Harvey Hunt (RV from RIVER77.FSLIFE.CO.UK)

I am trying to automatically install redhat 7. The message I keep getting is not enough disk space (there is). Do I need to partition the disk? I want a dual boot system my current op is windows xp and the filing system is ntfs. If I need to partiton the disk is there some very, very, very simple info on how to do it available.

Yes you need at least one partition for Linux, preferably several. There's some info at

If you don't want to reinstall from scratch your best bet is to buy/borrow a copy of PartitionMagic and use that to shrink your XP partition and make space for Linux partitions.

It is possible to run Linux off just one partition, but well chosen multiple partitions make it more robust, as filling one partition won't bring the whole system down.

As a minimum you need a root partition and it's rare to run Linux without a swap partition as well. There are some recommendation for partition sizes in the Answer Gang Knowledgebase at and you may also want to browse

Thanks and I look forward to hearing from you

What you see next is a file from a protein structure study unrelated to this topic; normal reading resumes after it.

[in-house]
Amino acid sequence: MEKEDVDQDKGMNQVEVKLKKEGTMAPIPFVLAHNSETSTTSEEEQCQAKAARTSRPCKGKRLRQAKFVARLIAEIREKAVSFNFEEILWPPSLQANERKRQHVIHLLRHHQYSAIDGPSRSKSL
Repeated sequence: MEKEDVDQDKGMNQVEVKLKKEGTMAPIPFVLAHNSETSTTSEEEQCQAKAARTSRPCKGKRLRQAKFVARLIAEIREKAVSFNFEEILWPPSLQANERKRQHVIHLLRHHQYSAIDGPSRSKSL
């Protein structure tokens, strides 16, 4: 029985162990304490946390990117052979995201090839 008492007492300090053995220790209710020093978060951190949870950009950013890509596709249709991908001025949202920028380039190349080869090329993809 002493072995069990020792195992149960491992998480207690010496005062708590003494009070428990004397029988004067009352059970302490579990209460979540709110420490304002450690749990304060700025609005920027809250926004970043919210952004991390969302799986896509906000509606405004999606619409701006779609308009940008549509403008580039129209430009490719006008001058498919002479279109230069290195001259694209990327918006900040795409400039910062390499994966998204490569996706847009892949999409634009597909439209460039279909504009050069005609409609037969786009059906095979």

My pleasure, but please turn off that HTML crap in your email.

Neil Youngman

[TAG] Recompiling of a linux kernel

Thu, 21 Mar 2002 16:57:34 +0100 (MET)
Karl-Heinz Herrmann (The Answer Gnag)
asked by halblas from

Hi! All

Does anyone know of a linux site which gives a brief description of each & every option given in the "xconfig screen" while recompiling a linux kernel.

Besides the help button next to each of them which have useful information in most of the cases -- no I don't know websites having a full list. Also the ones difficult to choose are not the standard options which have very helpful entries in the "help" anyway. Mostly the problem is with short lived hacks which are there for some few kernel versions and disappear again. It would be rather difficult to keep a website up to date.